The biological classification is very complicated once you delve in to it, but on a simple level it gives the relative connection between organisms or plants. To do this, it uses taxonomic ranks, including, among others (in order from most inclusive to least inclusive): Domain, Kingdom, Phylum, Class, Order, Family, Genus and Species. Living things are classified into five kingdoms that are Prokarya, Animalia, Plantae, Fungi and Protoctista. Of course we are far down the Animalia branch, just as the plants in our gardens are down in the Plantae branch, but today I am checking out plant classification while leaving the humans being…

 

 

 

 

Read more at Buzzle: http://www.buzzle.com/articles/classification-of-living-things.html

Plant classification beginnings

 

Aristotle to Pliny the Elder:

Historical records reveal that early forms of organism classification begin with Aristotle (Greece, 384-322 BC) who began some of the first recorded plant studies. One of his students named Theophrastus (Greece, 370-285 BC) continued the work and wrote a publication classifying 480 plants including Crocus and Narcissus which are still used today. Pliny the Elder (Rome, 23-79 AD) wrote a 160-volume work which described a large number of plants even giving some Latin binomial names.

 

 Pre-Linnaean plant taxonomists:

While many learned scientist worked on plants worldwide, I found that records stated that no significant taxonomic works replaced the ancient texts for approximately 1500 years as the visual and physical means were exhausted. With the development of the early optical systems such as magnifying glasses and microscopes, classification began in earnest again, as the structure of organisms could be studied in detail.

 

early compound light microscope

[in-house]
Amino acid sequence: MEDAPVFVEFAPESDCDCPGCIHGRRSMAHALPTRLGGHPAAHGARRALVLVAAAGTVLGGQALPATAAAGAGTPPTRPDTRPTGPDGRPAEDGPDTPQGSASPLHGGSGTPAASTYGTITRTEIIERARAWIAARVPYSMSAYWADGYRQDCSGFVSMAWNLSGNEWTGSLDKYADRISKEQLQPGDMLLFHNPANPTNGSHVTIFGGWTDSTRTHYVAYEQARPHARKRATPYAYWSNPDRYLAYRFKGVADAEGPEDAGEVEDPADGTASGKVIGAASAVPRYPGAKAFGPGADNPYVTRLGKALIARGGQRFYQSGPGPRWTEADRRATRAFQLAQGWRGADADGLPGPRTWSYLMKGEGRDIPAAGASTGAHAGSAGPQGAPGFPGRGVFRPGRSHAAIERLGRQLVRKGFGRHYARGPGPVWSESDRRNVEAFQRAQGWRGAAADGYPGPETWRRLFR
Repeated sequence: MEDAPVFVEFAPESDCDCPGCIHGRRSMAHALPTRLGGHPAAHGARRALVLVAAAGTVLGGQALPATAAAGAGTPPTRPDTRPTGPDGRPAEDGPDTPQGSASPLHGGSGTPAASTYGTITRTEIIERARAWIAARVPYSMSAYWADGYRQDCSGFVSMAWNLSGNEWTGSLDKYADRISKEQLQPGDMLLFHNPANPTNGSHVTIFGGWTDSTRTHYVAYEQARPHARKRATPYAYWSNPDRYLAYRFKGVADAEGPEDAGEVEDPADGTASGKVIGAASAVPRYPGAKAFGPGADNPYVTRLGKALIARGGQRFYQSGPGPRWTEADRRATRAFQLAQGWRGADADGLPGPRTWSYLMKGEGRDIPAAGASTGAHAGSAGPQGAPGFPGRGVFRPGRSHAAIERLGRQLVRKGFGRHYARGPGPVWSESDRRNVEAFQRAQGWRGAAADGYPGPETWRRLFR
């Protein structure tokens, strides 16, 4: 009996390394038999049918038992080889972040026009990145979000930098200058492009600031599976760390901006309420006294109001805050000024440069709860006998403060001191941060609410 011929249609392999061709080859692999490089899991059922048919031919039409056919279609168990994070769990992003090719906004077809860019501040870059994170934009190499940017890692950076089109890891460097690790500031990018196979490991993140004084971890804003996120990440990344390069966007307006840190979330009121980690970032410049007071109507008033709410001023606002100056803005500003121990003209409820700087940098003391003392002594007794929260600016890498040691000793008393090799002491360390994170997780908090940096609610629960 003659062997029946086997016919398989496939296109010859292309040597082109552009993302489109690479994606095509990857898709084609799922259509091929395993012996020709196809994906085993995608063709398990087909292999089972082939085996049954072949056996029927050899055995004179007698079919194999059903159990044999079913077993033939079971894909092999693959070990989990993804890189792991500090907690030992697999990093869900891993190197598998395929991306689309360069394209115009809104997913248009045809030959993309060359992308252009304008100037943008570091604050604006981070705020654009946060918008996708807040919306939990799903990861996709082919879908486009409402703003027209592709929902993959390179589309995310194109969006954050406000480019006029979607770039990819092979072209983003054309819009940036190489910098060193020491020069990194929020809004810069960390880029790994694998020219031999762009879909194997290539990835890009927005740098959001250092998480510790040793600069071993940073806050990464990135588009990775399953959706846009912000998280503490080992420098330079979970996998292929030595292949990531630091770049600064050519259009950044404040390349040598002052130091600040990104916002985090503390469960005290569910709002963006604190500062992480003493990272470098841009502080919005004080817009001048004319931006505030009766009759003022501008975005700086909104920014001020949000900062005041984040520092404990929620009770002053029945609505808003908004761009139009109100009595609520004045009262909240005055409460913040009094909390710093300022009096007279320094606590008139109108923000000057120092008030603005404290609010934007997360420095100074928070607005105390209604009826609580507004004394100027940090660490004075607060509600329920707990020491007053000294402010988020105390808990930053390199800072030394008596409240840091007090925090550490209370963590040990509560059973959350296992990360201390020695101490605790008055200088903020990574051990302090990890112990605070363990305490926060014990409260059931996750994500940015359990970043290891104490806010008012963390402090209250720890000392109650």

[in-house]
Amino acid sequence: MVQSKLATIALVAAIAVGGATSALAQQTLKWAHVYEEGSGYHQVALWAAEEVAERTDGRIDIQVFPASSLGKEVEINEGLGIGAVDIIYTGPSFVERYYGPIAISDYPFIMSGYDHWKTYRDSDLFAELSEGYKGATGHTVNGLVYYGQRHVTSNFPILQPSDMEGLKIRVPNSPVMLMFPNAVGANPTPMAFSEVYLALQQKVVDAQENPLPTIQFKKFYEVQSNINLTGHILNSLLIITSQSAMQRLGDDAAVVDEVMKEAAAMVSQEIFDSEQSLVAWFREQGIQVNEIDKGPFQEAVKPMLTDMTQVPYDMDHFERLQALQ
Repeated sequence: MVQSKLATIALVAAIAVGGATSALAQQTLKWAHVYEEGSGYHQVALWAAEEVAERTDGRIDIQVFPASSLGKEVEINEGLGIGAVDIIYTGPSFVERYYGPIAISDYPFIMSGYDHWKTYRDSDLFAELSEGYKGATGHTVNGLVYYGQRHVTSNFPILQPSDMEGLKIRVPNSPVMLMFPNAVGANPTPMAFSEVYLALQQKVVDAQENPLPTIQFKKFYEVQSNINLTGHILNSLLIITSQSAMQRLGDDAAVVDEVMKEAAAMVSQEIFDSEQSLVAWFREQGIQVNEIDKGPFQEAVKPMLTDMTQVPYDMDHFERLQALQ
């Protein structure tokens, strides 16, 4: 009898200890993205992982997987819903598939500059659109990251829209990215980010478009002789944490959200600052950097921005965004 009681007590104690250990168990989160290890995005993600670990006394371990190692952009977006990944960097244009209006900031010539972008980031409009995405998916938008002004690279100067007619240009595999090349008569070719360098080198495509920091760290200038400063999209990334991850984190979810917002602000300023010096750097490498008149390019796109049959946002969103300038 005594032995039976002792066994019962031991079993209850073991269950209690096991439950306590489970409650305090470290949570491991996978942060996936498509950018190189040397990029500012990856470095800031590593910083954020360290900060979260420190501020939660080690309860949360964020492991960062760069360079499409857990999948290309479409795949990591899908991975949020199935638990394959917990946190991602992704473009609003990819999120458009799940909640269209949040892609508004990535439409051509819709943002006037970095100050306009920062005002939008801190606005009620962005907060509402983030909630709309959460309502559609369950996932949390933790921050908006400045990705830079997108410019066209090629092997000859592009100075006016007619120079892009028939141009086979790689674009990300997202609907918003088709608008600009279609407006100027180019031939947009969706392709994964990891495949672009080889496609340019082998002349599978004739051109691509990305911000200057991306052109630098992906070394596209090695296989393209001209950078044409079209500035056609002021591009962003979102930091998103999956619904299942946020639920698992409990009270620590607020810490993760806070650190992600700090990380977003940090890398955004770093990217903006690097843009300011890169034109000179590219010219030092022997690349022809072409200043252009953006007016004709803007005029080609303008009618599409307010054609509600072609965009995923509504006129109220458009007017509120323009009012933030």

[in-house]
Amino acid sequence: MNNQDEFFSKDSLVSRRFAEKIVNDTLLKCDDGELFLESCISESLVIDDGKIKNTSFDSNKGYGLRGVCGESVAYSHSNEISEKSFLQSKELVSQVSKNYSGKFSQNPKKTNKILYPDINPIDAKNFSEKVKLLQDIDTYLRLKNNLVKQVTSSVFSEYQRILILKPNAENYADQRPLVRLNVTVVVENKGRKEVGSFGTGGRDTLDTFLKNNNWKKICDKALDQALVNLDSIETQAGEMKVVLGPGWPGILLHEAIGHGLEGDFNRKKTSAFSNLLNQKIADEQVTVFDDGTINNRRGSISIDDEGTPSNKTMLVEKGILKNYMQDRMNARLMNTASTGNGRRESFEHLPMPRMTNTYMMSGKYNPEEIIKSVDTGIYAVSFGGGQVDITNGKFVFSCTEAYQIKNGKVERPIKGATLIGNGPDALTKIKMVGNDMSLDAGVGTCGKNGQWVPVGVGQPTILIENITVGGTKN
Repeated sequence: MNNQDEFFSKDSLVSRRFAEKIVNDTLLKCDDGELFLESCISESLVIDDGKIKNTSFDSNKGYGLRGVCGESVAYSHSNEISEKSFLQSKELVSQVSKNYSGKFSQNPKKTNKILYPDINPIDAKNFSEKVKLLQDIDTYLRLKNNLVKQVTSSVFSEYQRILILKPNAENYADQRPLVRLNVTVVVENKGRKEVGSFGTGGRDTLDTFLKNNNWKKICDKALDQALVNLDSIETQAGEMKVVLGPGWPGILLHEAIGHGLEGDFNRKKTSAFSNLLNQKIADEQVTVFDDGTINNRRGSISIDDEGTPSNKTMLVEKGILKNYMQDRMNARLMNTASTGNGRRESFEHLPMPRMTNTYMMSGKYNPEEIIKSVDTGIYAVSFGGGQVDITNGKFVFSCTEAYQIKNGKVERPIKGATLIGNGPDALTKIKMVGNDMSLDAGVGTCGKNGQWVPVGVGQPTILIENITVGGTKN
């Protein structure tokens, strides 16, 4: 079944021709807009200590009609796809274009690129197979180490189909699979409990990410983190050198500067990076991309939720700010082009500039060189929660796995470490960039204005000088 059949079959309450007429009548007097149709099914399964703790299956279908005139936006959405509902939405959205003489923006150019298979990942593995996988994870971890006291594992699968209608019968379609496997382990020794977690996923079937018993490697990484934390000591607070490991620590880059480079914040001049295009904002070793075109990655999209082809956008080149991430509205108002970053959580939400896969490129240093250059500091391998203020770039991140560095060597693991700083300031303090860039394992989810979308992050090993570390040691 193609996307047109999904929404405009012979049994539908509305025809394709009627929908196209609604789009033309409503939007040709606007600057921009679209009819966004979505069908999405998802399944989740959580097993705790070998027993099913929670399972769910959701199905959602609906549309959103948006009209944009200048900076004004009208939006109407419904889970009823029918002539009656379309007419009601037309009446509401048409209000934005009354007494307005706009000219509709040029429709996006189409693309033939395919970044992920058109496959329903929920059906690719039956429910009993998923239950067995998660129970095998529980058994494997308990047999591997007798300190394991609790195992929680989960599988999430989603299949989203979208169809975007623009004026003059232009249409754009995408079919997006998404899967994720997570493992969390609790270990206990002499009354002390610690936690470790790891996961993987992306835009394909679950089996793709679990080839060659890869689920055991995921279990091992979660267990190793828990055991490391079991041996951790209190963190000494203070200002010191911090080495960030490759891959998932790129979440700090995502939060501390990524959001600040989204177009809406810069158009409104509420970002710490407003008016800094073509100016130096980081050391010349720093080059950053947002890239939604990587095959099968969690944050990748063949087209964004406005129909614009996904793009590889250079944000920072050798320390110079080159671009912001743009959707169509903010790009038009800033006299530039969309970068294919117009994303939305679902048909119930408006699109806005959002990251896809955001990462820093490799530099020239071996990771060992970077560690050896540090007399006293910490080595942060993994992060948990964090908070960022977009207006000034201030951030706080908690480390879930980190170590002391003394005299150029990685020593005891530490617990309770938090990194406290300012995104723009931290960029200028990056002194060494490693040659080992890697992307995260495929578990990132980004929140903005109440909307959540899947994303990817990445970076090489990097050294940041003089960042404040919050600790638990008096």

Globally the botanists and other scientists worked on studying plants and classifying them. I could find no females listed although I am certain they did exist. Instead, I have included only a sampling of the male botanists who impacted the taxonomy of plants through the years.

Andrea Cesalpino ( Italy, 1519–1603),  wrote a book  that described over 1500 plant species, including two large plant families Asteraceae and Brassicaceae which are still in use today.

 

 

 

 

 John Ray (England, 1627–1705) wrote a large number of significant taxonomic works with information and classifications of over 18,000 plant species.

Gaspard Bauhine (Switzerland 1560 m-16624)in his work Pinax, proposed two name classification of over 6000 plants.

In the same time frame, the next major taxonomic works were produced by  Joseph Pitton de Tournefort (France, 1656–1708), which included over 9000 species in 698 genera. History states that these works specifically influenced one young student Swedish student named Carolus Linneaus.

 The Linnaean era:

Carolus Linnaeus( 1707-1778) became a botanist who led the field on plant classifying. He published major works and fully put in to place the binomial naming system that had begun with his predecessors.

 

Many of his works, including the largest publications Species Plantarum ( The Species of Plants 1753) and Systema Naturae were translated to English making them more accessible to the scientific world. In fact, Erasmus Darwin, grandfather of Charles Darwin, translated many of Linnaeus’s published works. Even today, before naming a new plant discovery, Linnaeus’s work is used as the reference point to ensure any name chosen for it, has not been previously used.

The Binomial System:

Based on the largest system of plant identification groups, plant tags in nursery pots would need to be huge! Certainly each plant belongs to a Family, whose name always ends in “aceae”. All members of a particular family share certain groups of characteristics that are not found in other families.